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Understanding COGs as a Handmade Business

Just what you want to hear! Pricing info! (Yes, that was meant to sound completely sarcastic) 😂

But seriously, understanding your Cost of Goods (COGS) is fundamental for the success of a handmade business, especially in fields like wood flower floristry. The COGS represents the direct costs associated with producing your handmade products. Here's why (Part 1) it's crucial and how (part 2) to effectively keep track of expenses to calculate it: 

Part 1: Why it is crucial to understand your cost of goods: 

Accurate Pricing

Knowing your COGS is essential for setting prices that cover all your expenses while ensuring a profit. This means anything that you bought to assemble, create and sell your product. It basically gives you the break-even point. You need to know how much you have in your design before you can even think of pricing it. If you underprice your products, you risk not covering your costs and jeopardizing the sustainability of your business. I am very passionate about pricing your creations accurately, because underpricing can hurt the industry as a whole. I have a blog I want to call “Pricing Etiquette for Wood Flower Florists” that's coming soon.... and it might ruffle some feathers. 🫣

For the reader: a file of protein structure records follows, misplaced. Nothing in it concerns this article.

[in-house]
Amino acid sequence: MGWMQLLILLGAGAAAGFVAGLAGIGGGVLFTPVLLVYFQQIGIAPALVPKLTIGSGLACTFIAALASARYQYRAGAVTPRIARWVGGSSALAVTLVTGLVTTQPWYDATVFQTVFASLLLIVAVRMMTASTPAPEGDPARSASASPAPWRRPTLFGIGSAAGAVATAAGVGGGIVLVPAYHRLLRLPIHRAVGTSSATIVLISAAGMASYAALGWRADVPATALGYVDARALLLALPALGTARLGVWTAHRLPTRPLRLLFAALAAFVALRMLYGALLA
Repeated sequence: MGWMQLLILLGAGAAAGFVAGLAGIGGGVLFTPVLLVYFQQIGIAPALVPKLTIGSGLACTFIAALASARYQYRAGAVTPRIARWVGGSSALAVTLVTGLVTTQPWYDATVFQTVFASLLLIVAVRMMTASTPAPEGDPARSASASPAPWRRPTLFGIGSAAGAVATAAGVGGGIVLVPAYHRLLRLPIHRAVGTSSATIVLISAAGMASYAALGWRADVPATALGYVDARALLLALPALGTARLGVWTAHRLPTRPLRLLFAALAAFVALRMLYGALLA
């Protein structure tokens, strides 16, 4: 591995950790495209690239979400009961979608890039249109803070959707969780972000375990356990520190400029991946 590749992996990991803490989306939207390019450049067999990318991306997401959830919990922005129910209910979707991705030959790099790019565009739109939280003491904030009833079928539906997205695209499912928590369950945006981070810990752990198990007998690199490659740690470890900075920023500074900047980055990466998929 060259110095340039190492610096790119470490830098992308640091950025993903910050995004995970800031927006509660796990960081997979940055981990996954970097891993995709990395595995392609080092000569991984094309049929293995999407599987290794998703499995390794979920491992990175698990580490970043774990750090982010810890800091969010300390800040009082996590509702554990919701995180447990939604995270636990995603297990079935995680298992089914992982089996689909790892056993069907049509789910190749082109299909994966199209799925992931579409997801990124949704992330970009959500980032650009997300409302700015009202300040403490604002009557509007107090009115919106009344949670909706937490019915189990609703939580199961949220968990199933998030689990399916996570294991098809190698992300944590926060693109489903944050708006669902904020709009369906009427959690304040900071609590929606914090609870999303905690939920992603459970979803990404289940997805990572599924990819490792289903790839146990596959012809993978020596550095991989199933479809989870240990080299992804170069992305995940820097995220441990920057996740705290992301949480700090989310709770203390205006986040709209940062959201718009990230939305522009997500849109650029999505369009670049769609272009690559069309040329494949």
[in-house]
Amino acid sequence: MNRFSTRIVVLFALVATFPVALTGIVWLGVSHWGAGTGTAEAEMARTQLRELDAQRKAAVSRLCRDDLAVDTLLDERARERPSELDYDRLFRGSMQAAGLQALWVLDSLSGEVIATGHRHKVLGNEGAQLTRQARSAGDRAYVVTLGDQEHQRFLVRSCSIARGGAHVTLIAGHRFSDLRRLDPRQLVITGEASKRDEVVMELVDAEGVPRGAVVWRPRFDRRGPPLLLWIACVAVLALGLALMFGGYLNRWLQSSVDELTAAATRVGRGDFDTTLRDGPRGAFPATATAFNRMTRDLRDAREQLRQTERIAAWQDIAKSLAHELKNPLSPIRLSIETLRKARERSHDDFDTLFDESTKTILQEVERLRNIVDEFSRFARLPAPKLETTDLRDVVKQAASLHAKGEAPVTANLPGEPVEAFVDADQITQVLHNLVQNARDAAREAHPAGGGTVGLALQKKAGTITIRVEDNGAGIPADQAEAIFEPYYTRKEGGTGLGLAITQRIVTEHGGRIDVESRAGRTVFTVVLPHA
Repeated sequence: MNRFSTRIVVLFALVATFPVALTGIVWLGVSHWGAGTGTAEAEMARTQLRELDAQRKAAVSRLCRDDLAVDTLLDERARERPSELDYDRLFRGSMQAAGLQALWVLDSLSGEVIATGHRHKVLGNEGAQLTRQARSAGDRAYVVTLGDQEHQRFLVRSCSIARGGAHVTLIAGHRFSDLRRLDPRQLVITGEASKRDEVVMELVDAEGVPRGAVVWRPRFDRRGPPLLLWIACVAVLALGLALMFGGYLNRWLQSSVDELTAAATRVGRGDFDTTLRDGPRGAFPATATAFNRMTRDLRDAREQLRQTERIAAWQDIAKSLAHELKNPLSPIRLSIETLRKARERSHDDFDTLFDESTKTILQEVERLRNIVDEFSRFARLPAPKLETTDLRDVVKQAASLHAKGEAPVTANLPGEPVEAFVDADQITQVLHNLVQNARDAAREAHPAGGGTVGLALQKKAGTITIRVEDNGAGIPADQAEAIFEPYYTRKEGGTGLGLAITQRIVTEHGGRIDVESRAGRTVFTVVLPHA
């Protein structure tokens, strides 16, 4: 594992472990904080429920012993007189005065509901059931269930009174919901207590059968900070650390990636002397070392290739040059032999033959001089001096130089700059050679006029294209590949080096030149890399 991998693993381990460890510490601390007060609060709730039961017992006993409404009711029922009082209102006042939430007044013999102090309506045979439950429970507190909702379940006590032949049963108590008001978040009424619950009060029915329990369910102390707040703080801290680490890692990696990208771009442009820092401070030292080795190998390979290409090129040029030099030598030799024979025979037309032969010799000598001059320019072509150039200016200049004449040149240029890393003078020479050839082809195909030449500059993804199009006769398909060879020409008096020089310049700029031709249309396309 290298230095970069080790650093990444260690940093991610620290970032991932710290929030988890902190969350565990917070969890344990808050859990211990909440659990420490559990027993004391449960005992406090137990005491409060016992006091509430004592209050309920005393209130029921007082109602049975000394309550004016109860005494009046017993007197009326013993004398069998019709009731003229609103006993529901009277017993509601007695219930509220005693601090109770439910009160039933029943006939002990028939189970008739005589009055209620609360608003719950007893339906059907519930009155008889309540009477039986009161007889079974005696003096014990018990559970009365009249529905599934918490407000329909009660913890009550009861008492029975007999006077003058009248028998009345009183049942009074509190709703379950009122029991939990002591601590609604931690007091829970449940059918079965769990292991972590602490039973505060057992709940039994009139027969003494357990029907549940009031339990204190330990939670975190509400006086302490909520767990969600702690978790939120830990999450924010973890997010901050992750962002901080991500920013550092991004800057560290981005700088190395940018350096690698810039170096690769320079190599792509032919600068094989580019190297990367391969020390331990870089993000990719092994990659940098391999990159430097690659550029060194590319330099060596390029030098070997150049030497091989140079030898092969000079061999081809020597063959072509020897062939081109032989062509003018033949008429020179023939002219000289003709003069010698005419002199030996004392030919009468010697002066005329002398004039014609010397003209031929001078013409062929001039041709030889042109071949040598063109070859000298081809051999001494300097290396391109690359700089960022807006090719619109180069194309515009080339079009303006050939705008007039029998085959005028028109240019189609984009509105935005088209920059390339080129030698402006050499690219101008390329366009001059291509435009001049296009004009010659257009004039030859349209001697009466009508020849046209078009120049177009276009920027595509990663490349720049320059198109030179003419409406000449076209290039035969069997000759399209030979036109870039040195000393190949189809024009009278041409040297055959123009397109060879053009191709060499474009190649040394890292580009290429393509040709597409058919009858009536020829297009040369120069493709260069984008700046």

Calculating the COGS helps you determine your profit margin. It's not just about covering costs for breaking even; it's about making a profit that allows your business to grow and thrive. If you have overhead costs, you simply need a higher profit margin than before you accrued extra costs associated with running your business. If you aren't selling more, you need to charge more to cover the increasing overhead.